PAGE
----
VCSELs Enable Deeper Brain Imaging
SEATTLE — Using light to look more deeply into the living brain could give scientists a better understanding of how dementia, Alzheimer's disease and brain cancer develop over time.
Vertical-cavity surface-emitting lasers (VCSELs) are enabling a deeper look by increasing the sensitivity of swept-source optical coherence tomography (SS-OCT). Now, using a 1.3-μm VCSEL, researchers at the University of Washington have achieving an imaging depth of 2.3 mm in a live mouse with open-skull cranial window preparation. That's about twice as deep as in earlier OCT experiments.
The approach may enable examination of acute and chronic morphological or functional vascular changes in the deep brain, which has been rarely attempted before with OCT, the researchers said. A refined VCSEL swept-source OCT system could also enable full-length imaging of the human eye from cornea to retina, they said.
The work was published in the Journal of Biomedical Optics (doi: 10.1117/1.JBO.20.10.106004).
"The paper shows significantly enhanced imaging depth using a noninvasive laser-enabled technique for deep tissue imaging," said professor Martin Leahy of the National University of Ireland, Galway, a member of the journal's editorial board. "The authors demonstrate for the first time an application in which this capability opens up a whole new window into the live, intact hippocampus for discovery in brain research."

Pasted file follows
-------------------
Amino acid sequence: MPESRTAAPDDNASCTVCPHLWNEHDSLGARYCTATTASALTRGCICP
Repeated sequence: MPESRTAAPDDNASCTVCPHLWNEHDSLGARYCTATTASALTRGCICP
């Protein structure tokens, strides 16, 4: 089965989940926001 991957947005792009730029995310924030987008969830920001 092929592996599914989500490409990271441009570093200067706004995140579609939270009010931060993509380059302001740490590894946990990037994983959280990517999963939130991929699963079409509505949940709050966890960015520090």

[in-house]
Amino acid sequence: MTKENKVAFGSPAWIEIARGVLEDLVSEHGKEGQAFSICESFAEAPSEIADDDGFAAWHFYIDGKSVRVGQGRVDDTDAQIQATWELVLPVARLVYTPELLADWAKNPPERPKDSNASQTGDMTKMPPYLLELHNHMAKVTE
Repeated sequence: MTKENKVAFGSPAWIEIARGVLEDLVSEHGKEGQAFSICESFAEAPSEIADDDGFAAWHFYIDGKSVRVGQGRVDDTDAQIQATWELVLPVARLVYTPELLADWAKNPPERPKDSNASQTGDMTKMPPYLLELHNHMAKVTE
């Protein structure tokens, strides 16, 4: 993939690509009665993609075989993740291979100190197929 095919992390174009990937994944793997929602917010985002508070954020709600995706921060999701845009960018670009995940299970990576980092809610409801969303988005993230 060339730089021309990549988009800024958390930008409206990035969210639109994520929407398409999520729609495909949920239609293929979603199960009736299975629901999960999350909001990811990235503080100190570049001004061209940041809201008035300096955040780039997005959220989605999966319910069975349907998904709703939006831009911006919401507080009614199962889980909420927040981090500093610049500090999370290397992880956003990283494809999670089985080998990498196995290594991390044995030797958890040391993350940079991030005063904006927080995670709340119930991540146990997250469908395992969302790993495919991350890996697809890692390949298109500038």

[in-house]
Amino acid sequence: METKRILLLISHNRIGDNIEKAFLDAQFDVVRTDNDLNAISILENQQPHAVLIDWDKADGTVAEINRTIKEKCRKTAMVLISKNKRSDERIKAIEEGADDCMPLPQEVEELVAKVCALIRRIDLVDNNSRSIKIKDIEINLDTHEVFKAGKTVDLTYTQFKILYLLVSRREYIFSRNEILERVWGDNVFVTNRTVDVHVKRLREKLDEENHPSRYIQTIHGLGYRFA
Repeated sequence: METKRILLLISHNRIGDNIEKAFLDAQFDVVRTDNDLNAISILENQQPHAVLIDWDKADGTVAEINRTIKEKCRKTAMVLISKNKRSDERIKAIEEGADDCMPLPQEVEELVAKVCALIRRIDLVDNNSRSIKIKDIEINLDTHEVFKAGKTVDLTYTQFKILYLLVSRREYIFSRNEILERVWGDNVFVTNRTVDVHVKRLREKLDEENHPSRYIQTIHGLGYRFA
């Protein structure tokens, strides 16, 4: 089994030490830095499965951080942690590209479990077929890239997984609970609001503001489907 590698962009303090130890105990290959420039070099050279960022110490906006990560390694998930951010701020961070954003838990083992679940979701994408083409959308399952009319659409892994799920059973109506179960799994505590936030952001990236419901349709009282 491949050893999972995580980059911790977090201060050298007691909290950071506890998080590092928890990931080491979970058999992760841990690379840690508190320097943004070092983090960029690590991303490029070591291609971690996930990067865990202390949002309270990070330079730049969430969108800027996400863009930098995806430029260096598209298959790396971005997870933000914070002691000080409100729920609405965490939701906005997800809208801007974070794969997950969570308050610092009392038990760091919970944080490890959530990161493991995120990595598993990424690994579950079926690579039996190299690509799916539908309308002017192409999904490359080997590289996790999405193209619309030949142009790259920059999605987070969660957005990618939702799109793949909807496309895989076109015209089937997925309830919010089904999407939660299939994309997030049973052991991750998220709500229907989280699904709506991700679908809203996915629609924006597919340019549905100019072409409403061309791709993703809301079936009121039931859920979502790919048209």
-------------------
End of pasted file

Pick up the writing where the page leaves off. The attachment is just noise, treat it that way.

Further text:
An optical coherence tomography image (a) visualizing morphological details of a mouse brain shows good correlation with photomicrograph (b) of a Nissl-stained histology section. Courtesy of Allen Institute for Brain Science.
OCT is used to obtain subsurface images of biological tissue at about the same resolution as a low-power microscope. An OCT camera can instantly deliver cross-section images of layers of tissue without invasive surgery or ionizing radiation.
Widely applied over the past two decades in clinical ophthalmology, it recently has been adapted for brain imaging in small animal models. Scientists have used OCT imaging to study the structure, neural activity and blood flow in the cerebral cortex of live mice.
Its application in neuroscience has been limited, however, because conventional OCT technology hasn't been able to image more than 1 mm below the surface of biological tissue.
OCT images are based on light directly reflected by subsurface tissues. At depths greater than 1 mm, ballistic photons that escape without scattering become too few to be detected, so conventional OCT systems have not been able to image deeper tissues such as the hippocampus, where many pathologies originate.
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